Arktis Radiation Detectors has announced that it is supporting a new project funded by the US Department of Energy to build and demonstrate a prototype detector device capable of unambiguously verifying stored, spent nuclear fuel.
The new system will non-intrusively check Dry Casks, used to Detstore high-level radioactive waste at fuel storage installations, in order to monitor their contents. Arktis will collaborate on the new research and development project with the University of Florida (UFL).
“We look forward to leveraging our proven experience of developing detection systems based on He-4 Gas Scintillation technology and to working with the team at The University of Florida to deliver to our customer a system that will help maintain the safe storage of spent nuclear fuels in the United States,” said Rico Chandra, Chief Executive Officer of Arktis Radiation Detectors.
The storage of Spent Nuclear Fuels is a big issue. On average, each of the 104 operating reactors in the United States produces 20 metric tons of plutonium per year. With on-site SNF pools filling up, and no centralized repository available in the near term, the amount of fuel being kept in dry storage for an extended period of time is a concern to the International Atomic Energy Agency (IAEA).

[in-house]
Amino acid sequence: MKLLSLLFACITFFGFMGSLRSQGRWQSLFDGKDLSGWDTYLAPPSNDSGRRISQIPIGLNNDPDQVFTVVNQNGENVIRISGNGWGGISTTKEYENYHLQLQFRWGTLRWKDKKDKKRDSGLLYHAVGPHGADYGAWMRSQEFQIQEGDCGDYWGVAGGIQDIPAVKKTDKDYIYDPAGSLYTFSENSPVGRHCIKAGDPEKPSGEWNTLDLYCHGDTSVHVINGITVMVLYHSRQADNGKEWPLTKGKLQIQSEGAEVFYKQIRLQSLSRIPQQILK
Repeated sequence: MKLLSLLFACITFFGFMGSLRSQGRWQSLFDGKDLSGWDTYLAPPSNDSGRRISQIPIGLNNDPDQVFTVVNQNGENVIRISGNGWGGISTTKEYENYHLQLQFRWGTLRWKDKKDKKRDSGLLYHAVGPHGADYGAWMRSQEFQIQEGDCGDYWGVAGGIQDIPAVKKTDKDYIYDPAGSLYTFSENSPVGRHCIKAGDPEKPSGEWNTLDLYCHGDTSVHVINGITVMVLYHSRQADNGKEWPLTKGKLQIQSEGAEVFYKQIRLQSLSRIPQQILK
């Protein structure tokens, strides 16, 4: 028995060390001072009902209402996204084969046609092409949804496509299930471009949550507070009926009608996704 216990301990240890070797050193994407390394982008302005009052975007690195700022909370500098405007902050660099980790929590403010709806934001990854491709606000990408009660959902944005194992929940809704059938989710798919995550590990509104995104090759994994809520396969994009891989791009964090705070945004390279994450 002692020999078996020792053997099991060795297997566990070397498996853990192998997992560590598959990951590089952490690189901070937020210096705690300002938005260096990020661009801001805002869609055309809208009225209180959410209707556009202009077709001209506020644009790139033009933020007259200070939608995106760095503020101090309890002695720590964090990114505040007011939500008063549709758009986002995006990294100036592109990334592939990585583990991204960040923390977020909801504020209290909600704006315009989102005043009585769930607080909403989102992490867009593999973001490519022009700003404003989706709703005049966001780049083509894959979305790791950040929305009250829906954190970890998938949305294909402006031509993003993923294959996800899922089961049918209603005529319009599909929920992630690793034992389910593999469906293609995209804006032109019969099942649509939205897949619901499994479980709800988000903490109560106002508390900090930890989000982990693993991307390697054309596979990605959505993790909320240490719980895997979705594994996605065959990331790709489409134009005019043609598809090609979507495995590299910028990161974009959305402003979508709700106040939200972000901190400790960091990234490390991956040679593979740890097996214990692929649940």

The IAEA has therefore called for improved methods to verify the content of sealed dry casks in order to restore a continuity of knowledge about their contents and to facilitate the creation of a comprehensive inventory of all stored nuclear materials.
The new system being designed by UFL will feature a neutron spectroscopy and imaging system using high-efficiency Helium-4 gas scintillation via fast neutron detectors developed by Arktis.
The company has produced a range of next generation detectors based on He-4 gas scintillation technology for use in security and industrial applications. The systems deliver numerous advantages over legacy neutron and gamma detectors and can be used for a wide range of applications. The use of He-4 – or Noble Gases – is paramount; the material is readily available and at a much lower cost than the He-3 gases typically used in current detection systems.
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